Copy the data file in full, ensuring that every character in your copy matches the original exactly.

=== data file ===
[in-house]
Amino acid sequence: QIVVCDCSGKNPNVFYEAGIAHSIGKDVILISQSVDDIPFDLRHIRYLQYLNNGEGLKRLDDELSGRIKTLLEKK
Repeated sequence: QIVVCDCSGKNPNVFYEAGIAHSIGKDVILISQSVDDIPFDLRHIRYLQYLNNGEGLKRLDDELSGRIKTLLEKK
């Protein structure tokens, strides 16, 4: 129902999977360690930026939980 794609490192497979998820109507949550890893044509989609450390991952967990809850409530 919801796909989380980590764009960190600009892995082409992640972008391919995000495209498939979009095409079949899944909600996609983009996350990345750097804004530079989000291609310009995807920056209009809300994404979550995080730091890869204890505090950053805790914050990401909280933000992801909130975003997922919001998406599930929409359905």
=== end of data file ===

[in-house]
Amino acid sequence: QIVVCDCSGKNPNVFYEAGIAHSIGKDVILISQSVDDIPFDLRHIRYLQYLNNGEGLKRLDDELSGRIKTLLEKK
Repeated sequence: QIVVCDCSGKNPNVFYEAGIAHSIGKDVILISQSVDDIPFDLRHIRYLQYLNNGEGLKRLDDELSGRIKTLLEKK
């Protein structure tokens, strides 16, 4: 129902999977360690930026939980 794609490192497979998820109507949550890893044509989609450390991952967990809850409530 919801796909989380980590764009960190600009892995082409992640972008391919995000495209498939979009095409079949899944909600996609983009996350990345750097804004530079989000291609310009995807920056209009809300994404979550995080730091890869204890505090950053805790914050990401909280933000992801909130975003997922919001998406599930929409359905």